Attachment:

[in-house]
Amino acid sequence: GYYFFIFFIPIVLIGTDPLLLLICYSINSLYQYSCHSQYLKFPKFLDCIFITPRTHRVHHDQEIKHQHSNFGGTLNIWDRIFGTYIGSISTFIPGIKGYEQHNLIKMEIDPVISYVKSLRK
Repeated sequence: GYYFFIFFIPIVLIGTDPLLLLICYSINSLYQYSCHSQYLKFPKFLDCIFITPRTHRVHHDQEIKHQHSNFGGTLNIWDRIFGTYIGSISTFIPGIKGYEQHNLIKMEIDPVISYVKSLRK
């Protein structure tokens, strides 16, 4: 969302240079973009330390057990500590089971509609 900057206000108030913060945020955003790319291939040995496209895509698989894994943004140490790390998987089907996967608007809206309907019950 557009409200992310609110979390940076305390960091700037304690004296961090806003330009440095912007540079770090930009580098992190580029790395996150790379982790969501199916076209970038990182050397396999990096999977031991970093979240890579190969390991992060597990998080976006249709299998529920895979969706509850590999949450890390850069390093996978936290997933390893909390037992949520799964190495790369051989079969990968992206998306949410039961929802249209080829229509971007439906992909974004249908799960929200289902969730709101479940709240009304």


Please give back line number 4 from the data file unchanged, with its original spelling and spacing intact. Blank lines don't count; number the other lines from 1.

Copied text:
């Protein structure tokens, strides 16, 4: 969302240079973009330390057990500590089971509609 900057206000108030913060945020955003790319291939040995496209895509698989894994943004140490790390998987089907996967608007809206309907019950 557009409200992310609110979390940076305390960091700037304690004296961090806003330009440095912007540079770090930009580098992190580029790395996150790379982790969501199916076209970038990182050397396999990096999977031991970093979240890579190969390991992060597990998080976006249709299998529920895979969706509850590999949450890390850069390093996978936290997933390893909390037992949520799964190495790369051989079969990968992206998306949410039961929802249209080829229509971007439906992909974004249908799960929200289902969730709101479940709240009304």